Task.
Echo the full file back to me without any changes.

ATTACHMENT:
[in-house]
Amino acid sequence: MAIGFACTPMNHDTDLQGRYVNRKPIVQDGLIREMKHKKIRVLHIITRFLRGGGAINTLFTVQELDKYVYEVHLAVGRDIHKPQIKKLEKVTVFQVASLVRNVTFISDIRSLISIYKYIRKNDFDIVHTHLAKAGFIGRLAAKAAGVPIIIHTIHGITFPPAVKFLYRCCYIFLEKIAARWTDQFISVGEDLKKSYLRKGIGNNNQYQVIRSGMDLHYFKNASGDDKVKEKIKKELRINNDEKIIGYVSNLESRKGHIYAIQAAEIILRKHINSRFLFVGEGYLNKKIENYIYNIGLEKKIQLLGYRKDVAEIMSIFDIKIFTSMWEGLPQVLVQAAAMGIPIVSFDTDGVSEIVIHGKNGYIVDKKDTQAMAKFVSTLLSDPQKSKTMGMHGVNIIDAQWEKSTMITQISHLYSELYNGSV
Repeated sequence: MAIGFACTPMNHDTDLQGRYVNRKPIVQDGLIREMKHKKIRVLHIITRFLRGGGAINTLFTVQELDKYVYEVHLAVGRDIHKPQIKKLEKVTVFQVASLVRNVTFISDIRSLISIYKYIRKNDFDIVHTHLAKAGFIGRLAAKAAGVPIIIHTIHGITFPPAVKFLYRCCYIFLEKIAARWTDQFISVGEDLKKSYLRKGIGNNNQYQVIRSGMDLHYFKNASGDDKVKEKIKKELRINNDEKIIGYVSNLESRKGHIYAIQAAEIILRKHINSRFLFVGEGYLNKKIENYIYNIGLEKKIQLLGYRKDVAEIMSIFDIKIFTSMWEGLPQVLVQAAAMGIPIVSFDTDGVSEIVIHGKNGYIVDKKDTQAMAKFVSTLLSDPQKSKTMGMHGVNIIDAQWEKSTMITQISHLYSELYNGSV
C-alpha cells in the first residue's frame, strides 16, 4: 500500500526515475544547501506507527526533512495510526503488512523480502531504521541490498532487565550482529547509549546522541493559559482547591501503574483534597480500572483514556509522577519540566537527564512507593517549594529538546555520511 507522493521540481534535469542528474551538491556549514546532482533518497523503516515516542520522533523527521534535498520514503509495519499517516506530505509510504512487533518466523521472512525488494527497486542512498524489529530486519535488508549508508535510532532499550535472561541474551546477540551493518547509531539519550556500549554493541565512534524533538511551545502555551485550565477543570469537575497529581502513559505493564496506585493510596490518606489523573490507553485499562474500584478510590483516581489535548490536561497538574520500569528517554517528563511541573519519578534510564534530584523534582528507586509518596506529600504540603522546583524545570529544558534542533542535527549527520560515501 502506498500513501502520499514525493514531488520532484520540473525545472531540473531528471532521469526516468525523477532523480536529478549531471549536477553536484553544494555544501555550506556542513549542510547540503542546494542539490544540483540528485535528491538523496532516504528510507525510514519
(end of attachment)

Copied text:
[in-house]
Amino acid sequence: MAIGFACTPMNHDTDLQGRYVNRKPIVQDGLIREMKHKKIRVLHIITRFLRGGGAINTLFTVQELDKYVYEVHLAVGRDIHKPQIKKLEKVTVFQVASLVRNVTFISDIRSLISIYKYIRKNDFDIVHTHLAKAGFIGRLAAKAAGVPIIIHTIHGITFPPAVKFLYRCCYIFLEKIAARWTDQFISVGEDLKKSYLRKGIGNNNQYQVIRSGMDLHYFKNASGDDKVKEKIKKELRINNDEKIIGYVSNLESRKGHIYAIQAAEIILRKHINSRFLFVGEGYLNKKIENYIYNIGLEKKIQLLGYRKDVAEIMSIFDIKIFTSMWEGLPQVLVQAAAMGIPIVSFDTDGVSEIVIHGKNGYIVDKKDTQAMAKFVSTLLSDPQKSKTMGMHGVNIIDAQWEKSTMITQISHLYSELYNGSV
Repeated sequence: MAIGFACTPMNHDTDLQGRYVNRKPIVQDGLIREMKHKKIRVLHIITRFLRGGGAINTLFTVQELDKYVYEVHLAVGRDIHKPQIKKLEKVTVFQVASLVRNVTFISDIRSLISIYKYIRKNDFDIVHTHLAKAGFIGRLAAKAAGVPIIIHTIHGITFPPAVKFLYRCCYIFLEKIAARWTDQFISVGEDLKKSYLRKGIGNNNQYQVIRSGMDLHYFKNASGDDKVKEKIKKELRINNDEKIIGYVSNLESRKGHIYAIQAAEIILRKHINSRFLFVGEGYLNKKIENYIYNIGLEKKIQLLGYRKDVAEIMSIFDIKIFTSMWEGLPQVLVQAAAMGIPIVSFDTDGVSEIVIHGKNGYIVDKKDTQAMAKFVSTLLSDPQKSKTMGMHGVNIIDAQWEKSTMITQISHLYSELYNGSV
C-alpha cells in the first residue's frame, strides 16, 4: 500500500526515475544547501506507527526533512495510526503488512523480502531504521541490498532487565550482529547509549546522541493559559482547591501503574483534597480500572483514556509522577519540566537527564512507593517549594529538546555520511 507522493521540481534535469542528474551538491556549514546532482533518497523503516515516542520522533523527521534535498520514503509495519499517516506530505509510504512487533518466523521472512525488494527497486542512498524489529530486519535488508549508508535510532532499550535472561541474551546477540551493518547509531539519550556500549554493541565512534524533538511551545502555551485550565477543570469537575497529581502513559505493564496506585493510596490518606489523573490507553485499562474500584478510590483516581489535548490536561497538574520500569528517554517528563511541573519519578534510564534530584523534582528507586509518596506529600504540603522546583524545570529544558534542533542535527549527520560515501 502506498500513501502520499514525493514531488520532484520540473525545472531540473531528471532521469526516468525523477532523480536529478549531471549536477553536484553544494555544501555550506556542513549542510547540503542546494542539490544540483540528485535528491538523496532516504528510507525510514519